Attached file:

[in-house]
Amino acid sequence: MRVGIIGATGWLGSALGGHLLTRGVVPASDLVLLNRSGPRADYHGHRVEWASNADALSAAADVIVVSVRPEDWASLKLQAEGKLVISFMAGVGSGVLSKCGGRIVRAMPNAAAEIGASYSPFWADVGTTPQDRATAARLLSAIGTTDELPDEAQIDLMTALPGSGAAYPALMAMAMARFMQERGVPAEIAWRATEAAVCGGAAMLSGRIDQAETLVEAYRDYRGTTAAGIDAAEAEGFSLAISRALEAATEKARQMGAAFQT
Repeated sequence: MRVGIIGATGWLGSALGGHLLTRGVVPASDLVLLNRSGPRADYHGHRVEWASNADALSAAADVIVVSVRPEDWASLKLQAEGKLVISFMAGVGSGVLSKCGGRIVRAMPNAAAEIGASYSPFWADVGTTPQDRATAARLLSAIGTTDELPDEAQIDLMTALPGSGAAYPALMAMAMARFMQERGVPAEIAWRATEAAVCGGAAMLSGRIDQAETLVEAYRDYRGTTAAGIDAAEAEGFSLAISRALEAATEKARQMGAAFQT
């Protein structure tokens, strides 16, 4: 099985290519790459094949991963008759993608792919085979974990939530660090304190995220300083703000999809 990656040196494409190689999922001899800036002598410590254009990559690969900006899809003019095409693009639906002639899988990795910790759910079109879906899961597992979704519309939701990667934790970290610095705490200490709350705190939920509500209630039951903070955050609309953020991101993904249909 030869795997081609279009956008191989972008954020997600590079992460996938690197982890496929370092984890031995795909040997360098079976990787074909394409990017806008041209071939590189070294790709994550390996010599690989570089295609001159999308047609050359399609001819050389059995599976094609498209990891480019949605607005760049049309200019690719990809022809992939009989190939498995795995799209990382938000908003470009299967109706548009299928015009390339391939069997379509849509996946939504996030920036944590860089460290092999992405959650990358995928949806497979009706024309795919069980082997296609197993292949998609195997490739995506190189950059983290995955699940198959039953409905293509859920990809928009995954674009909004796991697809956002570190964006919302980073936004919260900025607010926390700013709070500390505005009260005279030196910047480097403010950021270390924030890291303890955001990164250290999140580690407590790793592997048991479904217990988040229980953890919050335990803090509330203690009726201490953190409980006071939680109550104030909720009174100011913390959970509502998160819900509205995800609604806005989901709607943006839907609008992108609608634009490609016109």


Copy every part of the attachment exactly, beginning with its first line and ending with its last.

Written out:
[in-house]
Amino acid sequence: MRVGIIGATGWLGSALGGHLLTRGVVPASDLVLLNRSGPRADYHGHRVEWASNADALSAAADVIVVSVRPEDWASLKLQAEGKLVISFMAGVGSGVLSKCGGRIVRAMPNAAAEIGASYSPFWADVGTTPQDRATAARLLSAIGTTDELPDEAQIDLMTALPGSGAAYPALMAMAMARFMQERGVPAEIAWRATEAAVCGGAAMLSGRIDQAETLVEAYRDYRGTTAAGIDAAEAEGFSLAISRALEAATEKARQMGAAFQT
Repeated sequence: MRVGIIGATGWLGSALGGHLLTRGVVPASDLVLLNRSGPRADYHGHRVEWASNADALSAAADVIVVSVRPEDWASLKLQAEGKLVISFMAGVGSGVLSKCGGRIVRAMPNAAAEIGASYSPFWADVGTTPQDRATAARLLSAIGTTDELPDEAQIDLMTALPGSGAAYPALMAMAMARFMQERGVPAEIAWRATEAAVCGGAAMLSGRIDQAETLVEAYRDYRGTTAAGIDAAEAEGFSLAISRALEAATEKARQMGAAFQT
């Protein structure tokens, strides 16, 4: 099985290519790459094949991963008759993608792919085979974990939530660090304190995220300083703000999809 990656040196494409190689999922001899800036002598410590254009990559690969900006899809003019095409693009639906002639899988990795910790759910079109879906899961597992979704519309939701990667934790970290610095705490200490709350705190939920509500209630039951903070955050609309953020991101993904249909 030869795997081609279009956008191989972008954020997600590079992460996938690197982890496929370092984890031995795909040997360098079976990787074909394409990017806008041209071939590189070294790709994550390996010599690989570089295609001159999308047609050359399609001819050389059995599976094609498209990891480019949605607005760049049309200019690719990809022809992939009989190939498995795995799209990382938000908003470009299967109706548009299928015009390339391939069997379509849509996946939504996030920036944590860089460290092999992405959650990358995928949806497979009706024309795919069980082997296609197993292949998609195997490739995506190189950059983290995955699940198959039953409905293509859920990809928009995954674009909004796991697809956002570190964006919302980073936004919260900025607010926390700013709070500390505005009260005279030196910047480097403010950021270390924030890291303890955001990164250290999140580690407590790793592997048991479904217990988040229980953890919050335990803090509330203690009726201490953190409980006071939680109550104030909720009174100011913390959970509502998160819900509205995800609604806005989901709607943006839907609008992108609608634009490609016109």